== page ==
by Andy Pearce
Sir Don Bradman once said “May cricket continue to flourish and spread its wings. The world can only be richer for it.”
With these words ringing in my ears, I headed to my first game for Vinohrady Cricket Club in the Czech Republic, a T20 contest against PCC 2nd XI. On an overcast and slightly blustery day, Captain Vojta won the toss, elected to bat and issued clear instructions to openers Arshad and Mik: be patient and steadily build a score. Both were happy to oblige and began the innings by following these instructions to a tee. Facing a medium pace attack from both ends, straight balls were defended in textbook fashion and loose ball were assaulted.
Arshad began finding the square leg boundary with regularity as PCC’s second bowler struggled for length in his first over. One huge six appeared to be top-edgy but when this notion was put to Arshad, he offered assurances that it had definitely come off the meat of the bat, definitely. Eventually a small group of Vino “fielders” was positioned amongst the wheat crop to assist with ball retrieval.
With Mr E Xtras contributing a healthy addition to the opening partnership, Mik finally came a cropper with the score on 85. Ball against pad, lots of shouting, finger of death. Tariq was in at 3 and began to build his innings patiently, the PCC attack by now having changed to a crafty spinner at one end. Arshad reached his half century with some more aggressive swordsmanship but at last misjudged one and was bowled out. Vojta took up the reins and attacked the bowling with a variety of positive shots to all areas of the field. At the halfway point in the innings the score was 103 and there began some whispers of the possibility of a record score.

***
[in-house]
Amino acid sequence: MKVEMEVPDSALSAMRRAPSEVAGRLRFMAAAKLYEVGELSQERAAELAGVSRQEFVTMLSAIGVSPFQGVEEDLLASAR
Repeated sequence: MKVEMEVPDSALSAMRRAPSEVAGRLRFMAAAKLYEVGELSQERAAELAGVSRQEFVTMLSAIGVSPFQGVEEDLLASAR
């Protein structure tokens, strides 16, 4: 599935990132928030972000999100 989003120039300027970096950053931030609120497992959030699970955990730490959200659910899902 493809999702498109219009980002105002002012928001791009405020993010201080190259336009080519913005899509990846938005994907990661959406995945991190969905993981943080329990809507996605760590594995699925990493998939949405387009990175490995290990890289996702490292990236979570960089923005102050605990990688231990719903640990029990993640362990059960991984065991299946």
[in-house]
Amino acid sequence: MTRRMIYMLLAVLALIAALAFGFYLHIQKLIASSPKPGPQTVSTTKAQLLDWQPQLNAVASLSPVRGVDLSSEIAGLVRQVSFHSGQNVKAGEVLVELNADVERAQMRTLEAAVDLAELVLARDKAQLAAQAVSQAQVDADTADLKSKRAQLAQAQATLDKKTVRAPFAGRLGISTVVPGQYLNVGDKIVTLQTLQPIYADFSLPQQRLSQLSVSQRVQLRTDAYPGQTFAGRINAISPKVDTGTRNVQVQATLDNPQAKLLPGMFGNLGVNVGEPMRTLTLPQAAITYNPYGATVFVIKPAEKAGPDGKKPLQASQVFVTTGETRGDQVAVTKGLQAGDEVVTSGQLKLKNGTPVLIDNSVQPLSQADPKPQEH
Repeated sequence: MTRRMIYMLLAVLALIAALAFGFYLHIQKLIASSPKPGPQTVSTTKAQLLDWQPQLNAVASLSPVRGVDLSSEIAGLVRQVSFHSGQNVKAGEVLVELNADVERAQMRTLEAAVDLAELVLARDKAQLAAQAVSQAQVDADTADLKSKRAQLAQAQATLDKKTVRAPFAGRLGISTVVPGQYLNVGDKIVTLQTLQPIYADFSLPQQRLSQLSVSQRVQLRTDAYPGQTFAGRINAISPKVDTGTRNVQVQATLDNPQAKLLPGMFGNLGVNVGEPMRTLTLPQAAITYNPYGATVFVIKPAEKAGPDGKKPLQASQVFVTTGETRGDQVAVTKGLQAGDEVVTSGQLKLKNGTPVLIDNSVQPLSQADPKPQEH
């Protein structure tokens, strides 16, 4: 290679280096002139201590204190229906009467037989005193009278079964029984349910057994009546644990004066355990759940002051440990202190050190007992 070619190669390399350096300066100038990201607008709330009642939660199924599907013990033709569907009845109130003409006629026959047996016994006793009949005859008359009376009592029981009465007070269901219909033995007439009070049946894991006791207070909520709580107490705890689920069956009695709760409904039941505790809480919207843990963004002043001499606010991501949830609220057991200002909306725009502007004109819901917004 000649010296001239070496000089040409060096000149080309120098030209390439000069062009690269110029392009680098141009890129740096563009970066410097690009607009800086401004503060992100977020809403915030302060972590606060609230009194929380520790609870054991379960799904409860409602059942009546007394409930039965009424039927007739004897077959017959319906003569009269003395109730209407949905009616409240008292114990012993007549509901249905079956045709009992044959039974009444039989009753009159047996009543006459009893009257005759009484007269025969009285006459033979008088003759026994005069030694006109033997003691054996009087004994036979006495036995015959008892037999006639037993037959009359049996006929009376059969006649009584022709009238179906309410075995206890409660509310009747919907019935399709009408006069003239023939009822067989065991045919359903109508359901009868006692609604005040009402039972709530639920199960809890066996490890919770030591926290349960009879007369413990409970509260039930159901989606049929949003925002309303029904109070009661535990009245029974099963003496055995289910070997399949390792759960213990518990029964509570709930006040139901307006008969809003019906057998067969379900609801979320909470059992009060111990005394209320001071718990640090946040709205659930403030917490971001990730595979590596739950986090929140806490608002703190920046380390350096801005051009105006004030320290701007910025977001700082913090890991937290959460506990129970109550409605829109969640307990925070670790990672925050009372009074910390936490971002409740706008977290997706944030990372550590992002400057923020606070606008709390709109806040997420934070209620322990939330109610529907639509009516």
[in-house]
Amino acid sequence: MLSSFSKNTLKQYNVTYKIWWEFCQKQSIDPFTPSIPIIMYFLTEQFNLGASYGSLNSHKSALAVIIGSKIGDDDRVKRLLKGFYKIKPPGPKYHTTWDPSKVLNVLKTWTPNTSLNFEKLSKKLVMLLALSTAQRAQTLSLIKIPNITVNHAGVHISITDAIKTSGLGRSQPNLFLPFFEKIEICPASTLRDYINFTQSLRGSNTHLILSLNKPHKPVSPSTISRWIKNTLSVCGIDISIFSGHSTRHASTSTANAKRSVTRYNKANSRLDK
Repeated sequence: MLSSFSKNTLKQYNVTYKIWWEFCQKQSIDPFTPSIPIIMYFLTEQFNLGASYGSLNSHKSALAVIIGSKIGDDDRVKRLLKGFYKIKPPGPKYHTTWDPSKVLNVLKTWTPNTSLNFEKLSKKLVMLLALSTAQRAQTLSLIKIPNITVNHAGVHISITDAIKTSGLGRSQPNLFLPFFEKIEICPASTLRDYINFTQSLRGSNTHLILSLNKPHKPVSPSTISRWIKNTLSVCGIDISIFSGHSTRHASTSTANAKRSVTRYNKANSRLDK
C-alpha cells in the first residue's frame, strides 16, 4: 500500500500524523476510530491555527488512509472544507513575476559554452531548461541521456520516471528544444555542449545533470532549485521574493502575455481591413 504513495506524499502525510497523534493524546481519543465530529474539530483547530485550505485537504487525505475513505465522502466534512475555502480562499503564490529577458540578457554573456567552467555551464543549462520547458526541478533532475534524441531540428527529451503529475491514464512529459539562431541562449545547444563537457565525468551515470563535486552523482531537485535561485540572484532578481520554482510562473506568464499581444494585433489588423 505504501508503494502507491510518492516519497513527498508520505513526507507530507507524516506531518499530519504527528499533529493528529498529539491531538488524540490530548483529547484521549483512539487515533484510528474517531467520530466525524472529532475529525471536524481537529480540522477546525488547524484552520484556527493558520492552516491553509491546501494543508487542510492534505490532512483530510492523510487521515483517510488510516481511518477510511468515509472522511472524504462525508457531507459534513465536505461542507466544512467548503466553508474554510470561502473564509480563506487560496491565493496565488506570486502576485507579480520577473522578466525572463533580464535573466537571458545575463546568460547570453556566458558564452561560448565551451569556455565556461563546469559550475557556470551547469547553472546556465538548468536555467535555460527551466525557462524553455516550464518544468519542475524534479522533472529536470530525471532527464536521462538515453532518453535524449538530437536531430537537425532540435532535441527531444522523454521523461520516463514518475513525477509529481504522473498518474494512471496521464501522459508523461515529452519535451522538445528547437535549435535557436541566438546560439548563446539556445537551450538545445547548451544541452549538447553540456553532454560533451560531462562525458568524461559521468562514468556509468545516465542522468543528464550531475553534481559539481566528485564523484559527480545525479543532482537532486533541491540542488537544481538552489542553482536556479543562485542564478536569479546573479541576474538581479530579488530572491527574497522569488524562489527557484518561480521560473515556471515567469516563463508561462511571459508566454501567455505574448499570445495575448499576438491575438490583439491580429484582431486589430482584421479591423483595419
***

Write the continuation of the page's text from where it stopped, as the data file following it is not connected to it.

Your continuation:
However the second half of the innings saw something of an epic collapse; Hugo and Tariq were both bowled and Vojta and Chris both snaffled at mid on. Following which, the tail end of the order adopted a six-or-sticks approach – Leigh, Steve and Andy were all caught after swinging for the rafters, Louis was bowled first ball while Will was unbeaten on 1. 148 all out.
Louis opened the bowling for Vinohrady and immediately found pace, line and consistency while Arshad bowled effectively at the other end too. Their batsmen were attacked full length deliveries effectively and made use of the fast outfield to pick up some boundaries. Steve and Leigh picked up the bowling and also bowled with accuracy and variety, Steve picking up a couple of well earned wickets on the way. Yours truly had a bowl but couldn’t hit off stump with a handful of rice, eventually leaving Will to bowl the final over hoping to prevent the 16 runs that PCC required. With the fielders on the boundaries and the crowd going wild, Will nonchalantly bowled their big hitting batsman with the first ball of the over and frustrated them for the rest of the over with some good line and length. The final ball actually produced a stumping by Chris but it was academic at that point anyway.
A satisfying 11 run win for Vinohrady. One pleasing stat is that we only conceded 18 extras compared to 39 for PCC – a testament to the accuracy of the bowlers and the concentration of the field.
Man of the Match (MoM) – has to be Arshad for a game winning half century and an economical second spell with the ball
Play of the Match (PoM) – Tariq’s armpit/chest catch and Vojta’s 4-saving slide deserve a mention but it has to be Will’s epic catch at long off – a run, watch and dive effort from a high swirling ball that seemed to stay in the air for an eternity
Twat of the Match (ToM) – nothing particularly twattish to report although Leigh’s dropped catch at deep midwicket earned him a nomination. The award therefore goes to the mid and lower batting order; our final 7 batsmen scored a combined total of 8 runs.